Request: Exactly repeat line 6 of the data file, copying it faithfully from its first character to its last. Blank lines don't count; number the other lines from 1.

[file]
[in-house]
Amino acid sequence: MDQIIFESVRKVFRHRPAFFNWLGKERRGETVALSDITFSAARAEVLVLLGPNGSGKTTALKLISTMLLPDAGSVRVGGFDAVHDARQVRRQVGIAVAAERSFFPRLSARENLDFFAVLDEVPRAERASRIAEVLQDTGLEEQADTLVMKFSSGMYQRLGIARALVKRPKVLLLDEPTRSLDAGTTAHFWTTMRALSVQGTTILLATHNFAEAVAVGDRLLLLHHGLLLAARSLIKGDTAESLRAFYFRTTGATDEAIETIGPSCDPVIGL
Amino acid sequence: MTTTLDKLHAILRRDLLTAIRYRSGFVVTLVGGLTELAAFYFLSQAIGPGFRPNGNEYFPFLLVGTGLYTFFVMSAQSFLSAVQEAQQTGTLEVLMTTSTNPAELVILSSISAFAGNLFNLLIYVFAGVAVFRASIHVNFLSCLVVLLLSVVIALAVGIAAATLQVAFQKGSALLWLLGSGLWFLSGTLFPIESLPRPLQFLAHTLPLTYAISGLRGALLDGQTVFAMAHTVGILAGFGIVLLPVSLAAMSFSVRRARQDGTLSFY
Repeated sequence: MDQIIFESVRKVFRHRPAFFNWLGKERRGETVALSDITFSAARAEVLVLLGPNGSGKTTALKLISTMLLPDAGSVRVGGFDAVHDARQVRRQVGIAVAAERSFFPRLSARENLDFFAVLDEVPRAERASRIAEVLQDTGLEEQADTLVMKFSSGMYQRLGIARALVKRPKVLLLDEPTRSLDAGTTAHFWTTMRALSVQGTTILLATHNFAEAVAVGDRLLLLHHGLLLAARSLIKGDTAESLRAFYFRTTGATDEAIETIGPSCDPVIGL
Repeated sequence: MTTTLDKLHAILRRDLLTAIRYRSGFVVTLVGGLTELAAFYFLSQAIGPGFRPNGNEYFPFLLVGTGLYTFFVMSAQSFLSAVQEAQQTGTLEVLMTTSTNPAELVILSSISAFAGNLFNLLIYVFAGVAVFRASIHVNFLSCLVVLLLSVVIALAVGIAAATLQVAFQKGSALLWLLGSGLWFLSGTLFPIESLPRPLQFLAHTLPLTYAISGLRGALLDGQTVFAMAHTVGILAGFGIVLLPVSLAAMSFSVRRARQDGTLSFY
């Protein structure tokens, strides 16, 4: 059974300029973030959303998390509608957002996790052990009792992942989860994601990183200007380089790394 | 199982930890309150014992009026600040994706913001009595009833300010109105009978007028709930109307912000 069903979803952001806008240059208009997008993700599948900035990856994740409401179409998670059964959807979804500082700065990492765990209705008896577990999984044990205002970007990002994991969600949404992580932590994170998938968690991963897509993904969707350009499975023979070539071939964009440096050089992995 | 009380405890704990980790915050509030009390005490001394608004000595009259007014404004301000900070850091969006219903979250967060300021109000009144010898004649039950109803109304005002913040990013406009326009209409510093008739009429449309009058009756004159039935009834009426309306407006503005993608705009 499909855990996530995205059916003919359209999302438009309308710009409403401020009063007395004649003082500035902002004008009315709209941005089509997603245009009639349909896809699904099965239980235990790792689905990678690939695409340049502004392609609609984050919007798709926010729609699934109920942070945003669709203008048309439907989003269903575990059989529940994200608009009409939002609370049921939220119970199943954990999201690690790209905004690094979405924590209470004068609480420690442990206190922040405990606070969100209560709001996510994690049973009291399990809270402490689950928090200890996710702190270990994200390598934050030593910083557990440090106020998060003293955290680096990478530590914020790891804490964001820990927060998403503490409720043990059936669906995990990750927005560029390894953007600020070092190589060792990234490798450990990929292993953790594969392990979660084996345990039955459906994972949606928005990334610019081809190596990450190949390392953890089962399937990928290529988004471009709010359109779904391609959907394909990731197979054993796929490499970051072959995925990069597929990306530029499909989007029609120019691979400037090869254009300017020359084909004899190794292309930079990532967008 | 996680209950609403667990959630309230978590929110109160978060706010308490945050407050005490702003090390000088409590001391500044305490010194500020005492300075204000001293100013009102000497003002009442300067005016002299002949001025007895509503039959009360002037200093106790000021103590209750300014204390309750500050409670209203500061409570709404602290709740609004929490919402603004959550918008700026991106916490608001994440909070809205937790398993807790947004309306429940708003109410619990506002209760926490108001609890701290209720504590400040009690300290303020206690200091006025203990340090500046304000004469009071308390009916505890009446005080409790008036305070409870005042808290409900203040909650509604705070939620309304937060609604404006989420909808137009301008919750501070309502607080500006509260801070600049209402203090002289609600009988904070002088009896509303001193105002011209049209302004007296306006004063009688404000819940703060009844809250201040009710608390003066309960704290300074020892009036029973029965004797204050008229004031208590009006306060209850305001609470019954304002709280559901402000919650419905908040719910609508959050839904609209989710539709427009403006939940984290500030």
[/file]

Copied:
């Protein structure tokens, strides 16, 4: 059974300029973030959303998390509608957002996790052990009792992942989860994601990183200007380089790394 | 199982930890309150014992009026600040994706913001009595009833300010109105009978007028709930109307912000 069903979803952001806008240059208009997008993700599948900035990856994740409401179409998670059964959807979804500082700065990492765990209705008896577990999984044990205002970007990002994991969600949404992580932590994170998938968690991963897509993904969707350009499975023979070539071939964009440096050089992995 | 009380405890704990980790915050509030009390005490001394608004000595009259007014404004301000900070850091969006219903979250967060300021109000009144010898004649039950109803109304005002913040990013406009326009209409510093008739009429449309009058009756004159039935009834009426309306407006503005993608705009 499909855990996530995205059916003919359209999302438009309308710009409403401020009063007395004649003082500035902002004008009315709209941005089509997603245009009639349909896809699904099965239980235990790792689905990678690939695409340049502004392609609609984050919007798709926010729609699934109920942070945003669709203008048309439907989003269903575990059989529940994200608009009409939002609370049921939220119970199943954990999201690690790209905004690094979405924590209470004068609480420690442990206190922040405990606070969100209560709001996510994690049973009291399990809270402490689950928090200890996710702190270990994200390598934050030593910083557990440090106020998060003293955290680096990478530590914020790891804490964001820990927060998403503490409720043990059936669906995990990750927005560029390894953007600020070092190589060792990234490798450990990929292993953790594969392990979660084996345990039955459906994972949606928005990334610019081809190596990450190949390392953890089962399937990928290529988004471009709010359109779904391609959907394909990731197979054993796929490499970051072959995925990069597929990306530029499909989007029609120019691979400037090869254009300017020359084909004899190794292309930079990532967008 | 996680209950609403667990959630309230978590929110109160978060706010308490945050407050005490702003090390000088409590001391500044305490010194500020005492300075204000001293100013009102000497003002009442300067005016002299002949001025007895509503039959009360002037200093106790000021103590209750300014204390309750500050409670209203500061409570709404602290709740609004929490919402603004959550918008700026991106916490608001994440909070809205937790398993807790947004309306429940708003109410619990506002209760926490108001609890701290209720504590400040009690300290303020206690200091006025203990340090500046304000004469009071308390009916505890009446005080409790008036305070409870005042808290409900203040909650509604705070939620309304937060609604404006989420909808137009301008919750501070309502607080500006509260801070600049209402203090002289609600009988904070002088009896509303001193105002011209049209302004007296306006004063009688404000819940703060009844809250201040009710608390003066309960704290300074020892009036029973029965004797204050008229004031208590009006306060209850305001609470019954304002709280559901402000919650419905908040719910609508959050839904609209989710539709427009403006939940984290500030």